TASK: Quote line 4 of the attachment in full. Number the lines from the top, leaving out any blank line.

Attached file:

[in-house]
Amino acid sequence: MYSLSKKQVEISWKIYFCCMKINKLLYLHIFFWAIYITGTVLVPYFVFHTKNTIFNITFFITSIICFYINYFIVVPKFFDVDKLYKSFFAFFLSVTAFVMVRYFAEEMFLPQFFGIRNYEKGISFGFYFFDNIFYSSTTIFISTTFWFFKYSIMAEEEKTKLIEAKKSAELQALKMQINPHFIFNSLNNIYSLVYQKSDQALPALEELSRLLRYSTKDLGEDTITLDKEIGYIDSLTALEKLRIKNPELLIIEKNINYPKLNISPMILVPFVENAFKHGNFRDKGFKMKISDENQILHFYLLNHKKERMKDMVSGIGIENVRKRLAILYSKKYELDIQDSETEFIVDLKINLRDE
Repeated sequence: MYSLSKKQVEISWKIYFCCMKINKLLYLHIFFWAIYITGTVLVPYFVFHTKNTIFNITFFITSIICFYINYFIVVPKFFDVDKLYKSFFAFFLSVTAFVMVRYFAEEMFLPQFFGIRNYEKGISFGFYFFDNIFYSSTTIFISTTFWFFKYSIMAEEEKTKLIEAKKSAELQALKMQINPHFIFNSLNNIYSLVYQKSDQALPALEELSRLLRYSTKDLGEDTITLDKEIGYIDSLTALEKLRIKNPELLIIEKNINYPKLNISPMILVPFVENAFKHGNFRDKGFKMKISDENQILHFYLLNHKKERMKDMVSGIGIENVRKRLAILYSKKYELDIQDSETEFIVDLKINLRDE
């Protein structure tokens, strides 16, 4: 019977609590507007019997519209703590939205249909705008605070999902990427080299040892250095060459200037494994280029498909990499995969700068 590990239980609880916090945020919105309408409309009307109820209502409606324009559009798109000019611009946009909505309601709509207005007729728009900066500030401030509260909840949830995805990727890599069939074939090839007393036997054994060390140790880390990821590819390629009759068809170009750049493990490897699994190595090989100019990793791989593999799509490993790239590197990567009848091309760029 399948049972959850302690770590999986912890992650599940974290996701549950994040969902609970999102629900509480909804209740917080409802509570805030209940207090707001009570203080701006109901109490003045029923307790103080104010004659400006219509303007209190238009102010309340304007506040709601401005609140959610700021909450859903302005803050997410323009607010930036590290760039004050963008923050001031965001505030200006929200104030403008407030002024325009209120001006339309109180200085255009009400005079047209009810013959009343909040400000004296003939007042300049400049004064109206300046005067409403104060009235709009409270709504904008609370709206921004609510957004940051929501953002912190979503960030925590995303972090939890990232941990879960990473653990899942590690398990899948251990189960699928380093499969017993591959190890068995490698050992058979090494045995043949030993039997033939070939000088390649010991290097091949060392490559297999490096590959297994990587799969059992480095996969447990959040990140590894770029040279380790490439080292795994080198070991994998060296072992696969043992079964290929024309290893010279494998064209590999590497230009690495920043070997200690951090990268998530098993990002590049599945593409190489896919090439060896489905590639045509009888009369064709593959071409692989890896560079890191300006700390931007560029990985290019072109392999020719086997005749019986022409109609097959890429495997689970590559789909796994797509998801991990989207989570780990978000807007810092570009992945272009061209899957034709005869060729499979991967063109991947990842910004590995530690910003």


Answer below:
């Protein structure tokens, strides 16, 4: 019977609590507007019997519209703590939205249909705008605070999902990427080299040892250095060459200037494994280029498909990499995969700068 590990239980609880916090945020919105309408409309009307109820209502409606324009559009798109000019611009946009909505309601709509207005007729728009900066500030401030509260909840949830995805990727890599069939074939090839007393036997054994060390140790880390990821590819390629009759068809170009750049493990490897699994190595090989100019990793791989593999799509490993790239590197990567009848091309760029 399948049972959850302690770590999986912890992650599940974290996701549950994040969902609970999102629900509480909804209740917080409802509570805030209940207090707001009570203080701006109901109490003045029923307790103080104010004659400006219509303007209190238009102010309340304007506040709601401005609140959610700021909450859903302005803050997410323009607010930036590290760039004050963008923050001031965001505030200006929200104030403008407030002024325009209120001006339309109180200085255009009400005079047209009810013959009343909040400000004296003939007042300049400049004064109206300046005067409403104060009235709009409270709504904008609370709206921004609510957004940051929501953002912190979503960030925590995303972090939890990232941990879960990473653990899942590690398990899948251990189960699928380093499969017993591959190890068995490698050992058979090494045995043949030993039997033939070939000088390649010991290097091949060392490559297999490096590959297994990587799969059992480095996969447990959040990140590894770029040279380790490439080292795994080198070991994998060296072992696969043992079964290929024309290893010279494998064209590999590497230009690495920043070997200690951090990268998530098993990002590049599945593409190489896919090439060896489905590639045509009888009369064709593959071409692989890896560079890191300006700390931007560029990985290019072109392999020719086997005749019986022409109609097959890429495997689970590559789909796994797509998801991990989207989570780990978000807007810092570009992945272009061209899957034709005869060729499979991967063109991947990842910004590995530690910003």